Monday, December 3, 2012
Little Brown, 2010
Plot Summary: Sixteen-year-old Charlie works in a small café in her hometown of Cliffside—a summer retreat that’s utterly boring in the off season. She spends most of her time with her three best friends, Kieran, the shy girl; Hallie, the girl all the boys want; and Brooke, a former rich girl who is trying to hide her new life as a farm girl. Charlie has big plans for college but her family lacks the funds to get her there so it sounds like a dream come true when her new customer, Susan, reveals that she’s in Cliffside scouting for talent for a new reality TV show for the popular Fire & Ice network. She says it is a down to earth reality show that is a mix of The Hills meets Secret Life of an American Teenager and she wants Charlie as her main star! After some soul searching, Charlie and her friends decide to sign on. However, with cameras following their every move and the whole “scripted reality” turning into more of “let’s take the whole thing out of context to create drama” the girls’ friendships start to crumble. Charlie’s new boyfriend doesn’t want to be on the show and she’s forced to get him to agree or get a “new” boyfriend. Hallie is portrayed as the slut she isn’t. Kieran—forced to constantly babysit her younger siblings—isn’t testing as exciting enough and is going to get cut while Brooke demands that she must be the star and becomes friends with rich girl Marleyna and starts an “us vs them” campaign. After the first episode airs and it’s nothing but fighting amongst the girls, Charlie realizes she’s not happy and doesn’t think the paycheck is worth the end of her friendships. Is there any way out for the girls? Can they salvage their friendship?
Critical Evaluation: This was a fun read. Girls who like humorous, fluffy fiction and friendship stories will enjoy this fast read. The most unfortunate thing about the story, however, was the rampant number of grammatical and spelling errors throughout that I think any teen will pick up on and be slightly distracted by. This being a fluff read, the girls are all mainly stereotyped—the smart one, the shy one, the boy crazy one, the bitchy one—but there was some depth added to the characters that isn’t usually seen in fluff books. This depth made them more interesting and will make readers care about them and want to find out what happens in the completely unrealistic plot. Everyone would want to be Charlie’s friend. A lot of teens could relate to Kieran and her huge (and very adult) responsibilities of taking care of her siblings. Brooke, while the key bitch of the story, is, at first, simply embarrassed of her family and tries to compensate for it by still maintaining the rich girl lifestyle. The thing I loved most about the book is the realistic way it presented reality shows behind the scenes. Readers learn about the concept of “scripted” reality and the girls spend time filming a scene and then having to redo the “reality” when something isn’t right (lighting, sound, etc.). I also like that the story is a core story about friendships and how sometimes they don’t last forever. Due to this, the story doesn’t end on a happily ever after note found in many fluff books—where all the girls realize their mistakes and go back to being the bestest friends they were at the beginning of the book. Brooke does move on and all the girls seem better for it.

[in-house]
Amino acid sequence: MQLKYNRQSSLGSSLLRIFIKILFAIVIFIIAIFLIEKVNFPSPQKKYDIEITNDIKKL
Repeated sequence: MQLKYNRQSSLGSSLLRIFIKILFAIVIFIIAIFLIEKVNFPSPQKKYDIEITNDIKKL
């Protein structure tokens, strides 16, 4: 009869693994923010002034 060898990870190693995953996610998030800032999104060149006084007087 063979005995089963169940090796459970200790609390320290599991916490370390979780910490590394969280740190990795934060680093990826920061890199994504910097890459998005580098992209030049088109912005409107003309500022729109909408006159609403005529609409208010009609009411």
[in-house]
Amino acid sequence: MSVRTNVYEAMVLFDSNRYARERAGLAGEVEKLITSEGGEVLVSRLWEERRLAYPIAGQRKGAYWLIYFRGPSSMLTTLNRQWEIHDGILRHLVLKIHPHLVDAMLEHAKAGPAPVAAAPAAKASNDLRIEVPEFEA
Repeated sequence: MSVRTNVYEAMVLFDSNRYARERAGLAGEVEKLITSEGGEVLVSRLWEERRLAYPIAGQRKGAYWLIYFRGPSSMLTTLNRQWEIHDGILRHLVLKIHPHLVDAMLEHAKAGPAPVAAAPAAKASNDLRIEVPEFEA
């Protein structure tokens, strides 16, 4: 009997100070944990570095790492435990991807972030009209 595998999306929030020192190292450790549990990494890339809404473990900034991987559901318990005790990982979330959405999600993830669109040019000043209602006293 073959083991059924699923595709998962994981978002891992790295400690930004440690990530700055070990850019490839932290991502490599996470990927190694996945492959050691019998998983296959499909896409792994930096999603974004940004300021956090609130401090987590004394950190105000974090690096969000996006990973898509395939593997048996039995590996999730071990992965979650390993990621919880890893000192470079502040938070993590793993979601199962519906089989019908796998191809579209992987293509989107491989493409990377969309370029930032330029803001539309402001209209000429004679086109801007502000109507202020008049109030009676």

Reader's Annotation: Charlie has been declared an All-American girl by the head scout for a new reality TV show that will be about her and her friends in real America—not the fake stuff like Jersey Shore or the Hills. Unfortunately, Charlie didn’t expect that the fame that comes with being a reality TV star includes not being able to date the boy she likes because he won’t sign a waiver to appear in the show, the fact that one of her friends doesn’t screen well and will probably get the ax, and that their so-called reality is all scripted.
Author Information: A former Senior Entertainment Editor at Teen People, Calonita has interviewed everyone from Reese Witherspoon to Zac Efron. An entertainment journalist for the past ten years, she has written for TV Guide, Glamour and Marie Claire. Her work in the entertainment world inspired her first series, Secrets of My Hollywood Life. She has also published two stand-alone novels, Sleepaway Girls and Reality Check. She is currently working on her new teen series, Belles. Calonita resides in Merrick, New York, with her husband Mike, sons Tyler and Dylan, and their Chihuahua, Captain Jack Sparrow (Calonita, n.d.).
Curriculum Ties: N/A
Booktalking Ideas: Read the scene where Charlie and her friends re-do a “reality” scene or one of the catty interactions with former friend Brooke.
Reading Level/Interest Age: 14+
Challenge Issues: N/A
Challenge Defense: N/A
Reason for Inclusion: An entertaining, humorous fluff novel.